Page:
An inevitable frustration of critics writing for weeklies is the unavoidable limitation on space. We simply can't provide reviews for every film that opens, and occasions arise when we miss a film we wish we hadn't. I was in Europe when Joel Zwick's My Big Fat Greek Wedding opened late last spring, and by the time I returned three weeks later, the picture already felt a little long in the tooth. Most of the small independent films that open in New Orleans are lucky to survive two weeks. In relative terms, if such a film lasts a month, it's a hit. But here spring has given way to summer, summer now ebbs toward fall, and My Big Fat Greek Wedding exhibits legs as long as Uma Thurman's.
The flick is a bonafide phenomenon, an independent marathoner that recalls the unlikely success of The Gods Must Be Crazy or Life Is Beautiful. Financed for a song and starring an unknown, this little feature that could has grossed more than $80 million and counting. And better late than never, Gambit Weekly isn't going to let it accomplish all that unsaluted.
Adapted for the screen from a stand-up act by Greek-American comedienne Nia Vardalos, My Big Fat Greek Wedding is the story of Toula Portokalos (Vardalos), the frumpy 30-year-old daughter of traditional Greek-American parents, both of whom work in the family's Greek restaurant. Toula works there, too, as a waitress, and her brother Nick (Louis Mandylor) is a cook. Toula's older sister, Athena (Stavroula Logothettis), is exempt from restaurant work only because she's done something more important, namely marry a Greek boy and produce Greek babies. And therein lies the agony of Toula's life: no boyfriend, Greek or otherwise. Toula is a plain woman with perhaps too much meat on her bones for an American society obsessed with anorexic supermodels. But if she weren't so depressed, a nicer wardrobe, a better hairstyle and a little makeup could work wonders.
And having been to movies before, we aren't much surprised when that's just what happens. First, Toula conspires with her forceful mom Maria (Lainie Kazan), whose motto is "The man may be the head of the family, but the wife is the neck, and she can turn the head in whatever direction she wants." Together the Portokalos women convince father Gus (Michael Constantine) to allow Toula to attend college for a degree in computer science. In college Toula transforms herself from ugly duckling to Greek swan. And pretty soon she's got herself the desired boyfriend, a hunk of a high school teacher named Ian Miller (John Corbett) who loves her with more devotion than Romeo showed Juliet. Unfortunately, Ian is Irish rather than Greek. So before we can have my big fat Greek wedding, we have my big fat secret courtship, my big fat fight with my unhappy family and my big fat Greek suitors my family prefers to my boyfriend.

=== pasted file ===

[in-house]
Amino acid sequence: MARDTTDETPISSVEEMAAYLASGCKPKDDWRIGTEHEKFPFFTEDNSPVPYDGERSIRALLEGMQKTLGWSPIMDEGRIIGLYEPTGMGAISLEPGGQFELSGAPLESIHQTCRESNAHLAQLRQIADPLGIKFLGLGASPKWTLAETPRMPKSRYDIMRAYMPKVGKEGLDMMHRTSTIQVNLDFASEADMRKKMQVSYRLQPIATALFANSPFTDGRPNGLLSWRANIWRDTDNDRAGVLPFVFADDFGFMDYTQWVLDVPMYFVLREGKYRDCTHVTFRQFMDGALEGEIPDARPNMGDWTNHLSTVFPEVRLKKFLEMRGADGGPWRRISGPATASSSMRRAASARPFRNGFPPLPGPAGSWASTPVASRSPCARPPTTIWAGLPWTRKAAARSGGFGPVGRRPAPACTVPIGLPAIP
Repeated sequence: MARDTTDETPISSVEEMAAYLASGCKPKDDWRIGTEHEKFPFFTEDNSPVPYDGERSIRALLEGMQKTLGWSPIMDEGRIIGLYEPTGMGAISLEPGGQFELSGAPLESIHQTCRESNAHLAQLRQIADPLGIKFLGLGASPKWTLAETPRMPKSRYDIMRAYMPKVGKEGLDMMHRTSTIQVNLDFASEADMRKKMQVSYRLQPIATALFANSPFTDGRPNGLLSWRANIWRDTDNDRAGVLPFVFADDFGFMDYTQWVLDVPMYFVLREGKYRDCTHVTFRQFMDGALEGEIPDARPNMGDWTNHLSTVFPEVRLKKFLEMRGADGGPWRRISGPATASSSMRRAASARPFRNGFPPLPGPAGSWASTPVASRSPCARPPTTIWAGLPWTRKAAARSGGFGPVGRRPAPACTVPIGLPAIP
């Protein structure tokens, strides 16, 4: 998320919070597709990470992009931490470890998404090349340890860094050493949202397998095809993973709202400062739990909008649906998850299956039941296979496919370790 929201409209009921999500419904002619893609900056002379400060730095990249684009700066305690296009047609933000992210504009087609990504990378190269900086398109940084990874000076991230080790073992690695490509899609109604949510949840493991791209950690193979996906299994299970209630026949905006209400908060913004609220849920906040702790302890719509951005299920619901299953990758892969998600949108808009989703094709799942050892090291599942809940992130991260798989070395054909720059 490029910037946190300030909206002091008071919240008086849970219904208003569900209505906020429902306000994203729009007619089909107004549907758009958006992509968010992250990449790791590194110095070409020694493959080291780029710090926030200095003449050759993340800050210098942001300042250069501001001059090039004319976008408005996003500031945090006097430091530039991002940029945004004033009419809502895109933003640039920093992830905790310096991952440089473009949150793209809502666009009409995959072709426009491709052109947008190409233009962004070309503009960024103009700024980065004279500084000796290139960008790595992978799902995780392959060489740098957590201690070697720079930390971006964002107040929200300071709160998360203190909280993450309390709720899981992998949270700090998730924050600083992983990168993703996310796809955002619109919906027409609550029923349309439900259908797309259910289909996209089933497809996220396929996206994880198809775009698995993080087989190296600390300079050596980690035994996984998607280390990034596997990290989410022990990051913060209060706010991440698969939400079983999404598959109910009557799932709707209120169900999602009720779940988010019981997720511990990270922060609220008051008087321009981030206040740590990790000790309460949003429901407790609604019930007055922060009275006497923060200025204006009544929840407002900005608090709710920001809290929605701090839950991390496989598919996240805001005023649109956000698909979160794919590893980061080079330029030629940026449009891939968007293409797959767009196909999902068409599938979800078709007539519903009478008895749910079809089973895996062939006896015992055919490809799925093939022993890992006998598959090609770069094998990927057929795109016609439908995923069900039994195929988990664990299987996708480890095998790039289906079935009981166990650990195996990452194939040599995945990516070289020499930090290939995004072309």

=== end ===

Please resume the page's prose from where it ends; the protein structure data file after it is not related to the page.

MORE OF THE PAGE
Vardalos' script is thoroughly endearing, its persistently effective self-deprecating humor both warm and winning. This is not to deem the project all that sophisticated. Some of the jokes are broad and corny, like the notion that the Portokalos family has decorated the exterior of their house to resemble the Parthenon or that Gus' black-scarfed crone of a mother is obsessed to the point of paranoia that she's being attacked by Turks or that Ian's family would visit with the Portokalos clan and get hammered on ouzo. The romance is developed with the speed of the space shuttle. Ian seems to be in love with Toula almost before he meets her and certainly before he knows here. Moreover, though Ian is perfectly adorable, his character has no edge, emerging far more a fantasy Prince Charming, than a real human being. The acting is also uneven; Constantine's Gus is more caricature than character, and Andrea Martin is screamingly bad as Toula's Aunt Voula, seemingly mired in some SCTV sketch rather than playing a character in a movie that tugs at the heart as well as aims at the funny bone.
Other performances are better, though. A less-capable actor couldn't have saved Ian, but Corbett manages to make us really fond of a character provided with too little dimension in the writing. Kazan is always good, a brassy trooper, here completely convincing; she's everybody's loud-mouthed, good-hearted, sneaky smart aunt or neighbor. And Vardalos hits every mark as Toula; she's sweet and sensitive and nicely complicated in wanting to live the life of a modern woman without causing heartache for her traditional parents. And though not every joke in My Big Fat Greek Wedding is a winner, plenty enough are to make this picture satisfying. At the end, those of you prone to moist eyes at the nuptial ceremony had better keep a tissue handy, a bit of earned sentiment that sends us home sniffling and smiling all at once.
- Ian (John Corbett) immediately falls for Toula (Nia Vardalos) in the wildly successful romantic comedy My Big Fat Greek Wedding.